Some quick fixes were in order, after multiple holes were discovered in the deck surface on the Interstate 90 Vantage bridge Monday.

Meagan Lott of the Washington Department of Transportation said crews were on the bridge early Monday morning doing routine maintenance work when they noticed three holes in the right-hand westbound lane. Each of the holes measured approximately one foot wide by three feet long.

“The lane had been already closed for some routine maintenance work,” she said. “They ended up just paying attention to getting those three holes fixed first. Basically, what they did is they went in and removed all of the old material, cleaned it out and then they put down new forms and concrete and then let it cure.”

Despite the repairs being complete, Lott said the crews will continue to perform routine maintenance on the bridge throughout the rest of the week. As a result, drivers will continue to be constricted to one lane westbound while crossing the bridge.

Lott said multiple factors play into the creation of the holes in the bridge decking. One factor is age, with the current bridge being built in 1962. She said the last time WSDOT replaced the bridge deck surface was in 1981.

“There’s a lot of traffic that uses this bridge,” she said. “There’s a lot of wear and tear and weather, so it’s basically just the age of the bridge and the wear and tear that we see based on the weather and traffic we get on the bridge.”

Lott said it is not uncommon to see bridges similar to the Vantage crossing within the state that share similar age and wear characteristics to experience pothole formation. She said the department recently dealt with a similar situation on the Umatilla bridge on Interstate 82. The bridge deck on that crossing was replaced last summer as a result.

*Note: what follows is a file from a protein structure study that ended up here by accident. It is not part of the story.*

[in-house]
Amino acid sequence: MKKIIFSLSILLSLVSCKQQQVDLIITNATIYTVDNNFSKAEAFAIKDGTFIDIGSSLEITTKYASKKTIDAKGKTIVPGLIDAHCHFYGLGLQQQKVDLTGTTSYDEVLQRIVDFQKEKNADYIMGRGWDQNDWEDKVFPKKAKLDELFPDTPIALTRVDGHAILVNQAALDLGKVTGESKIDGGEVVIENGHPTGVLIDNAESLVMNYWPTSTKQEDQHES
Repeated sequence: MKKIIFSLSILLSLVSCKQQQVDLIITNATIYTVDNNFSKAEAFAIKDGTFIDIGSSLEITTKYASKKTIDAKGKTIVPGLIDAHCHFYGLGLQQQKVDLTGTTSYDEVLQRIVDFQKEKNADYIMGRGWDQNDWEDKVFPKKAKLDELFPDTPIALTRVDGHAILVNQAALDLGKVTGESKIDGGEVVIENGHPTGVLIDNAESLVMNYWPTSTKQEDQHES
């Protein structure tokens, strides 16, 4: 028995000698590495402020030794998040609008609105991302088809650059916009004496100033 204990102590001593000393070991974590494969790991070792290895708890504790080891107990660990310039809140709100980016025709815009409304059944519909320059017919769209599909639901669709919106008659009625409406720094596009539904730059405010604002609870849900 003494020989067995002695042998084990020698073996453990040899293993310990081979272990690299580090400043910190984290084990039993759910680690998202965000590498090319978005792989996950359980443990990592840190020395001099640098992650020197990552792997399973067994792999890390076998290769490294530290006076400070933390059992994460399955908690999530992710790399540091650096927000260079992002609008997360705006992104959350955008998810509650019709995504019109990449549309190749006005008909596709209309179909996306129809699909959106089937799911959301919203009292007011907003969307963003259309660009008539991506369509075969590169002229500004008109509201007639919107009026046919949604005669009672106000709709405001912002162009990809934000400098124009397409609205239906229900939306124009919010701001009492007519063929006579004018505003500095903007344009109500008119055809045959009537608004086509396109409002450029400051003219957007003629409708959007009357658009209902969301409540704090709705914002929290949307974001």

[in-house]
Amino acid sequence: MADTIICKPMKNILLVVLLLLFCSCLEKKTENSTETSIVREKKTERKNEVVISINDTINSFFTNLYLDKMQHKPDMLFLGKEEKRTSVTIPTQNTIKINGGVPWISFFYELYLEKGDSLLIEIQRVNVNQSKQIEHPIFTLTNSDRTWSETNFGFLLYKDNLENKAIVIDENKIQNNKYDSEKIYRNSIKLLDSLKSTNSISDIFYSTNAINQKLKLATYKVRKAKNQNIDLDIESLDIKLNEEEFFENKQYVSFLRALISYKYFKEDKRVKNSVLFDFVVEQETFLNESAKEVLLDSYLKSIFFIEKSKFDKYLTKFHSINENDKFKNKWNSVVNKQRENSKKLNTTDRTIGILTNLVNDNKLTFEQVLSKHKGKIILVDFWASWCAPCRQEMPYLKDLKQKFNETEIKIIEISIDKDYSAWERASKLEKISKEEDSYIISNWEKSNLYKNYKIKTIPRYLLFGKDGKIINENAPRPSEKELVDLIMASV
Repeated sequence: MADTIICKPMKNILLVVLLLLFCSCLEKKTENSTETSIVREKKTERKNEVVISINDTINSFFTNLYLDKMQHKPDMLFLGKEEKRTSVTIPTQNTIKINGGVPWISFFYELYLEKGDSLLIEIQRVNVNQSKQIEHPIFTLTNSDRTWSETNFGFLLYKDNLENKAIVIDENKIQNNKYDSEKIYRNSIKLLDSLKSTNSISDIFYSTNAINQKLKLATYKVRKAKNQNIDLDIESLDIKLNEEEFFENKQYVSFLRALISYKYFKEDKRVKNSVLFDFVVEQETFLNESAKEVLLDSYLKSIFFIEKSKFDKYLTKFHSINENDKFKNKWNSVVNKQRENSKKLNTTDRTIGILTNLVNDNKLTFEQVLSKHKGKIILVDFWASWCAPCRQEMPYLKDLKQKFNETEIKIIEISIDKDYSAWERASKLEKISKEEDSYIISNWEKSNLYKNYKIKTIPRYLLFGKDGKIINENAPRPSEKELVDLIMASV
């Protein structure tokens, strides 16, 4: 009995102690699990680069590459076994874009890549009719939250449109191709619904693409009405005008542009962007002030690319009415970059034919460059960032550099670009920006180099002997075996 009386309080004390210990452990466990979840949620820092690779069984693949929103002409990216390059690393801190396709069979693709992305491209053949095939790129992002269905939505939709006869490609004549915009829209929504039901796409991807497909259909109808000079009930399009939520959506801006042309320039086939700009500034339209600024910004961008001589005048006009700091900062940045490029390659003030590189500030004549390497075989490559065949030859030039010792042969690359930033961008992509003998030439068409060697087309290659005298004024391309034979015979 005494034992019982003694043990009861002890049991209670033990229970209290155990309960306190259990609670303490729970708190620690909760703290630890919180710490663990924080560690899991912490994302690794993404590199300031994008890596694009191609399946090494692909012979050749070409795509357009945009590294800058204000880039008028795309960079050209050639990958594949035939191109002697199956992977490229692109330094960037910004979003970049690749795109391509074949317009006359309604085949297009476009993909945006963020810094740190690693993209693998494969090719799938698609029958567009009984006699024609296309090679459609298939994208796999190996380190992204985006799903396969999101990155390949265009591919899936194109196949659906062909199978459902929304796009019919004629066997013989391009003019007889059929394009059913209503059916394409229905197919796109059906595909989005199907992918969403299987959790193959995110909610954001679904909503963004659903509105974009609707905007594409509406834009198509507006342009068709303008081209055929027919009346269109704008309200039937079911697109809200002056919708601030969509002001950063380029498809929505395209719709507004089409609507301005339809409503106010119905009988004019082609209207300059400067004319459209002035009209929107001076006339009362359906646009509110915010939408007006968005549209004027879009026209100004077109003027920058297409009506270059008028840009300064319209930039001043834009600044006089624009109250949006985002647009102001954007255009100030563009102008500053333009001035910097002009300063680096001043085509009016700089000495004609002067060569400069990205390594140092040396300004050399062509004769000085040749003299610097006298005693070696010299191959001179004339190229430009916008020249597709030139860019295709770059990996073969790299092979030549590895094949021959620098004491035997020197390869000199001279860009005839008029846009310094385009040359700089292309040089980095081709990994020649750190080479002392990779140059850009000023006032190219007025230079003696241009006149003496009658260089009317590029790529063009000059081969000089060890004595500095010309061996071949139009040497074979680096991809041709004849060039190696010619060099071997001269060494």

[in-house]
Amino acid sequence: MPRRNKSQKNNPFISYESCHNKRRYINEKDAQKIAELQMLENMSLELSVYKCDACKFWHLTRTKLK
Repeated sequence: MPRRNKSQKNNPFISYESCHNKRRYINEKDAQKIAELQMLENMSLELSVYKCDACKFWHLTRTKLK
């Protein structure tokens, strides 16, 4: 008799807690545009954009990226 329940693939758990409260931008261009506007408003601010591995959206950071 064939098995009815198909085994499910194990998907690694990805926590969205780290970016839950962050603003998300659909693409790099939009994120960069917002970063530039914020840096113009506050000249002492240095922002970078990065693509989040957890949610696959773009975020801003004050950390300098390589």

“This isn’t anything out of the ordinary,” she said.

Although the department doesn’t keep track of the number of potholes they discover on individual bridges, Lott said they do keep track of how much square footage of material they use to make repairs on bridge decking. Since 2016, she said the department has used approximately 600 square feet of replacement material each year on the Vantage bridge.

Out of a total of approximately 7,300 bridges under state, county and city road systems, Lott said WSDOT is responsible for inspecting approximately 3,500 of those structures. She said crews from the department inspect bridge structures, including their decks every two years to determine their condition and make decisions as to whether they need to be restored or repaired.

Out of the 3,500 bridges the department is charged with inspecting, Lott said only a few are of the size and usage level as the crossing at Vantage. She said the department typically doesn’t make the decision to perform major repair or replacement to the bridge decking until 2% of the bridge has been patched.

“However, with larger bridges like the Vantage bridge, we may push that threshold up,” she said. “Right now, we are taking a much harder look at the bridge deck on the Vantage bridge, and taking a look at how much it would actually cost to replace the bridge deck, the timing, and what the impact on traffic would be.”

Although crews work as hard as they can to inspect the bridges as frequently as possible, Lott said it is imperative that drivers help them in the cause, should they see something that concerns them.

“We can’t be everywhere that most drivers are in the state,” she said. “If drivers do see something that doesn’t look right or is out of the ordinary, we encourage them to call us or let us know. They can actually call the local sheriff’s department in that county, and they’ll get in touch with DOT.”


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